Nice and Lisbon on Commissioners
Article 4 of the Protocol on the enlargement of the European Union, annexed to the Treaty of Nice, specifies that as of 1 January 2005 the Commission shall include only one national of each of the Member States. The Treaty of Accession, signed in Athens on 16 April 2003, amended this provision because the new Commission will take up its duties on 1 November 2004 and will include, as stipulated, one national of each Member State.
The Protocol on enlargement also provides that, when the EU consists of 27 Member States, the number of Members of the Commission shall be less than the number of Member States. The exact number of Members of the Commission is to be set by the Council, acting unanimously, and Members will be chosen according to a rotation system based on the principle of equality, the implementing arrangements for which are to be adopted by the Council, acting unanimously and in accordance with the following principles:
- Member States shall be treated on a strictly equal footing as regards determination of the sequence of, and the time spent by, their nationals as Members of the Commission; under no circumstances may the Commission include two Members of the same nationality;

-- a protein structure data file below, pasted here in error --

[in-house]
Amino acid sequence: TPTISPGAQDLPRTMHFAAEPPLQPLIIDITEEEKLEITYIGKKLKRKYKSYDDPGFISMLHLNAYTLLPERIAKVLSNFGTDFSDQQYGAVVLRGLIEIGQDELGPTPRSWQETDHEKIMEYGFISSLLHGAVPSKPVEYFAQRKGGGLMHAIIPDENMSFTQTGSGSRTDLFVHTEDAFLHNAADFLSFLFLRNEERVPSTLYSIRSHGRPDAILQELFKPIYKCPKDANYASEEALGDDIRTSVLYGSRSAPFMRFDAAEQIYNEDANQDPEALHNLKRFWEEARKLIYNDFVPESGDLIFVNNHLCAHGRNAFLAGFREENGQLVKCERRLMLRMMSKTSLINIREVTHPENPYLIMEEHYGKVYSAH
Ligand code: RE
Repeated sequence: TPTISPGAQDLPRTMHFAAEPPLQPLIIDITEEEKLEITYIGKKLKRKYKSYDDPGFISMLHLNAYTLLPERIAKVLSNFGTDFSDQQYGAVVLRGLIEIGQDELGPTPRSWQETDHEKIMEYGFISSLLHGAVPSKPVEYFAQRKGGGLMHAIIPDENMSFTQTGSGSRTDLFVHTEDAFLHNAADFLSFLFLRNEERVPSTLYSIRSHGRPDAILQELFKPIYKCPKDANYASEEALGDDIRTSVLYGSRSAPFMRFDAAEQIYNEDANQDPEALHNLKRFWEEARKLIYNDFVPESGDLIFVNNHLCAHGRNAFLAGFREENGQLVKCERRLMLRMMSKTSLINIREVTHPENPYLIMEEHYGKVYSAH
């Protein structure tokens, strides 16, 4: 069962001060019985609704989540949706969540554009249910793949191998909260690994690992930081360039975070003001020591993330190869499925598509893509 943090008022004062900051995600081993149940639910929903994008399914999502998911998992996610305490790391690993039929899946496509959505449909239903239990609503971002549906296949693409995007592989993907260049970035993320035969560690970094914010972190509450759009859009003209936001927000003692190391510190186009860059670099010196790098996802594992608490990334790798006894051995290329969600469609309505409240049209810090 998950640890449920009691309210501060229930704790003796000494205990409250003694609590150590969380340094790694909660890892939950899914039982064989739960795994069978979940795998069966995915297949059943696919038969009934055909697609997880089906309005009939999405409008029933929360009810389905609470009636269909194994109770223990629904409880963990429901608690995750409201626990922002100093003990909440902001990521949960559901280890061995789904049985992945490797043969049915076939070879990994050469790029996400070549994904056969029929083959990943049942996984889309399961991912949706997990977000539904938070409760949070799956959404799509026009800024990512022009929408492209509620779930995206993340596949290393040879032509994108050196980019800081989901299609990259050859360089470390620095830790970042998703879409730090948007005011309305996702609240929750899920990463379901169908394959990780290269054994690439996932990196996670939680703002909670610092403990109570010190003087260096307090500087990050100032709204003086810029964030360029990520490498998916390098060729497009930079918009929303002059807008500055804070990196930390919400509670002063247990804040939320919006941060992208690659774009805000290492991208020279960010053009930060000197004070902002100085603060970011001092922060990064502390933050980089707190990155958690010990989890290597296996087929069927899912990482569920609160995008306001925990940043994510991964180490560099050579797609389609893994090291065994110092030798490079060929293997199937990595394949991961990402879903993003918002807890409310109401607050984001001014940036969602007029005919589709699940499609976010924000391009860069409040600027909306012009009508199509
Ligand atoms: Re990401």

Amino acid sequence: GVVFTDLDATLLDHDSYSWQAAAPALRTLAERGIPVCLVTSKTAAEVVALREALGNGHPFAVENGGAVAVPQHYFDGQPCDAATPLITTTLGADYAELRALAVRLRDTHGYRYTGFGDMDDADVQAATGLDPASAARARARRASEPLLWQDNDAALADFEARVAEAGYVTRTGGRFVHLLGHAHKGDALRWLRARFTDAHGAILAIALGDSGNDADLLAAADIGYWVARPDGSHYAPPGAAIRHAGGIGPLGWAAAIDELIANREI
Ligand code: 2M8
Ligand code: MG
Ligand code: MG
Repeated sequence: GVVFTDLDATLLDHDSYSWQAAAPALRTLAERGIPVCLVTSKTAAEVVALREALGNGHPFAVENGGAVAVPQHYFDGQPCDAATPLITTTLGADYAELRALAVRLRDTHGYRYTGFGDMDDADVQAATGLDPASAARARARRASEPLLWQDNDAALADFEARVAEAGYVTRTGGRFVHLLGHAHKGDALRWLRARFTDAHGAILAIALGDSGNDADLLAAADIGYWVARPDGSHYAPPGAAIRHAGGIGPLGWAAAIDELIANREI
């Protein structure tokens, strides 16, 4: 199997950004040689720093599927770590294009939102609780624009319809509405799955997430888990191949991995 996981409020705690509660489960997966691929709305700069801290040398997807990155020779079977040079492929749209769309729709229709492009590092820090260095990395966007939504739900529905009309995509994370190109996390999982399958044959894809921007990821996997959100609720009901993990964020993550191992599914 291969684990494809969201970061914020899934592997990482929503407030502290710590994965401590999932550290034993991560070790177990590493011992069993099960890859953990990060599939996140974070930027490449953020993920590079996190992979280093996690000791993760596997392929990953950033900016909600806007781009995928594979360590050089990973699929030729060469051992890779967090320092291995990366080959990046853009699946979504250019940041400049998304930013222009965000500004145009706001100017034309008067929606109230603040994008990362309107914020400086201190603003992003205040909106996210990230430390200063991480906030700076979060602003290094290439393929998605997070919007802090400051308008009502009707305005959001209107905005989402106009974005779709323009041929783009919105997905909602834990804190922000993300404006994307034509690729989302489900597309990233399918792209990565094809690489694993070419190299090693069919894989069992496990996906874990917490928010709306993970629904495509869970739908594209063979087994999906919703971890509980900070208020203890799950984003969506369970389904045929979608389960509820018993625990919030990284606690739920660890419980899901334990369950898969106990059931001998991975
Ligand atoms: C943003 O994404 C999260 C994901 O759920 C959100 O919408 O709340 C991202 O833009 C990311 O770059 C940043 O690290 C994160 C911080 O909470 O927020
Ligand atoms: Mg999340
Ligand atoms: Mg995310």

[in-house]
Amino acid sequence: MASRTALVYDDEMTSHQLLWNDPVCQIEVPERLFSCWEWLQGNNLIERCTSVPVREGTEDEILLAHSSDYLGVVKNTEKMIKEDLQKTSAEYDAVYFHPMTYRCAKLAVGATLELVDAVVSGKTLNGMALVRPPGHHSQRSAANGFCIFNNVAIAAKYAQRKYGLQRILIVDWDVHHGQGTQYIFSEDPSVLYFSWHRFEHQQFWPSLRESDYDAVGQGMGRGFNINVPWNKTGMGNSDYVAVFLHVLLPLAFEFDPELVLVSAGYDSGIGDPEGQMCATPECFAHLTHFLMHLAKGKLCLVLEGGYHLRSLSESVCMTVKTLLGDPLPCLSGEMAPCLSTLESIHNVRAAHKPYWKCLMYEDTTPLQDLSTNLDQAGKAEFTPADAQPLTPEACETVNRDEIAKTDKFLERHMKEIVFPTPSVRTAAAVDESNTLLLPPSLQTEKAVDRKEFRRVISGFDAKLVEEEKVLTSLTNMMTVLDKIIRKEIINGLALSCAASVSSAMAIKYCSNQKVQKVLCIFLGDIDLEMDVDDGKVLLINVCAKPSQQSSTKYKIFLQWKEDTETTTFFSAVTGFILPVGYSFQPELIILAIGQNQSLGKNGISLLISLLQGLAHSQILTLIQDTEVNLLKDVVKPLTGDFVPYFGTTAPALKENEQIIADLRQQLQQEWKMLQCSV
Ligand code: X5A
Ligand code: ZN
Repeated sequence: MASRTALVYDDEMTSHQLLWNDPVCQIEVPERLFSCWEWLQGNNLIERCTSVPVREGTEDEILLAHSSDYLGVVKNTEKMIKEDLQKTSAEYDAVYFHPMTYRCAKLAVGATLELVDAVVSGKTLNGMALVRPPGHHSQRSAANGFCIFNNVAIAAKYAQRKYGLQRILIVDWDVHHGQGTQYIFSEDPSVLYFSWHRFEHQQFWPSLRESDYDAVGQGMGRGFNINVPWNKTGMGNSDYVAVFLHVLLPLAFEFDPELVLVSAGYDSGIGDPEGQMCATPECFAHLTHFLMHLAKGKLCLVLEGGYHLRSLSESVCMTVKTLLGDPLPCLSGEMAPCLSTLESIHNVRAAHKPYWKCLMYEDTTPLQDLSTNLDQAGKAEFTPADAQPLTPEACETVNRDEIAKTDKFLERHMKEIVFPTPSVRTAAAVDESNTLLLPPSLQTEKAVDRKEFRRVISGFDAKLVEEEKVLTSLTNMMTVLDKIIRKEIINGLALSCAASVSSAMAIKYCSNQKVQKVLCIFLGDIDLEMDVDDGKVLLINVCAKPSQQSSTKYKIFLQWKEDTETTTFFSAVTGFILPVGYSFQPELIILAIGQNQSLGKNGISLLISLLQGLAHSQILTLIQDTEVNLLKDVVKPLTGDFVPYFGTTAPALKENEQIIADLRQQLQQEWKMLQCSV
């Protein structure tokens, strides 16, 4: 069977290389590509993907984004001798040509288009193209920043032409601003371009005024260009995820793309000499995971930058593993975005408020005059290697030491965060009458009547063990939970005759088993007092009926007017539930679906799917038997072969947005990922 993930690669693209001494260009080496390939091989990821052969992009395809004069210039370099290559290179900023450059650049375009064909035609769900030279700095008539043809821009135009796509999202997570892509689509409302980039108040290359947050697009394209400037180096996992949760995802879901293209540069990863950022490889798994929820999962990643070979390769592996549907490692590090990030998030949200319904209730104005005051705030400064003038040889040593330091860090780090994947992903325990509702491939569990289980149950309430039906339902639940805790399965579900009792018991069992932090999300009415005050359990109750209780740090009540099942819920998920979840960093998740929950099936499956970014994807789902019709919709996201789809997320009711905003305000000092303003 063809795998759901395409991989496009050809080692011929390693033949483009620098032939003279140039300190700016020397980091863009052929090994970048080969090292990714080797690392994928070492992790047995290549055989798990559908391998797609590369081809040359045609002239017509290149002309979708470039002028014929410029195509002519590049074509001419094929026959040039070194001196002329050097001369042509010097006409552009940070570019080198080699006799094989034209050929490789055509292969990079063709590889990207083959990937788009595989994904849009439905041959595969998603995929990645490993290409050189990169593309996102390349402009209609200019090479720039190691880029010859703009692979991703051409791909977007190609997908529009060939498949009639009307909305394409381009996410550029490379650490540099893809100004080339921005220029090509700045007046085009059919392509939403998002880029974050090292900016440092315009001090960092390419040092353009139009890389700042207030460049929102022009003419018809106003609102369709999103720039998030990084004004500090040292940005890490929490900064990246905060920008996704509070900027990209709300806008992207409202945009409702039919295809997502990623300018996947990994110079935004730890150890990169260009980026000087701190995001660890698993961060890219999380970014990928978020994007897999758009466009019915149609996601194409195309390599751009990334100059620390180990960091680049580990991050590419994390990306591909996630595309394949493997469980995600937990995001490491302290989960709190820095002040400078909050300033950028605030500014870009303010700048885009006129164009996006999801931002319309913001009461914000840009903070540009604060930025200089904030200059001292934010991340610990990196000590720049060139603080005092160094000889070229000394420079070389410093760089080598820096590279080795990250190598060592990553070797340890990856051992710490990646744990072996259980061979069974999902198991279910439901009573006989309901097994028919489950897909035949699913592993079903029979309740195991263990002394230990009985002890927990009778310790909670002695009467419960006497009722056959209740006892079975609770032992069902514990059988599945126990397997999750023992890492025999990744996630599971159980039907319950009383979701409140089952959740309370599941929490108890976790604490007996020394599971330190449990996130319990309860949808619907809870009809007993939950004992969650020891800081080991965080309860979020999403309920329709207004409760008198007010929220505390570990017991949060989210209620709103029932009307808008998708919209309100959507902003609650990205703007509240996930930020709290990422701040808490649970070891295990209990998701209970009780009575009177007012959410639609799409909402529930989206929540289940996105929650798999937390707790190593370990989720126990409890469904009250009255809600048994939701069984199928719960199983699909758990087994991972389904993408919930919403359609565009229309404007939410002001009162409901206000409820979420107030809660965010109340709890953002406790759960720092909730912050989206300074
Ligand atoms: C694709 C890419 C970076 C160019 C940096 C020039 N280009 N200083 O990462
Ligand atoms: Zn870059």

- each successive college shall be so composed as to reflect satisfactorily the demographic and geographical range of all the Member States of the Union.
This rotation system will apply as from the date on which the first Commission following the date of accession of the 27th Member State of the Union takes up its duties (i.e. in principle as of November 2009). In other words, the Commission which will take up its duties in 2004 will therefore be extended to include one national of each country which has joined the Union by that time.LISBON (From EU link here)
Its main job is promoting the European public interest. The new treaty reduces the number of Commissioners - from 2014, only two thirds of member countries will have a Commissioner (e.g. with 27 countries, there would be 18 Commissioners), but the posts will rotate between all countries. The number of Commissioners can also be changed by the European Council (by unanimous vote).
In another major change, there will be a direct link between the results of the European elections and the choice of candidate for president of the Commission. (Ed. - This bit was news to me!!)
The president will also be stronger, as he/she will have the power to dismiss fellow Commissioners.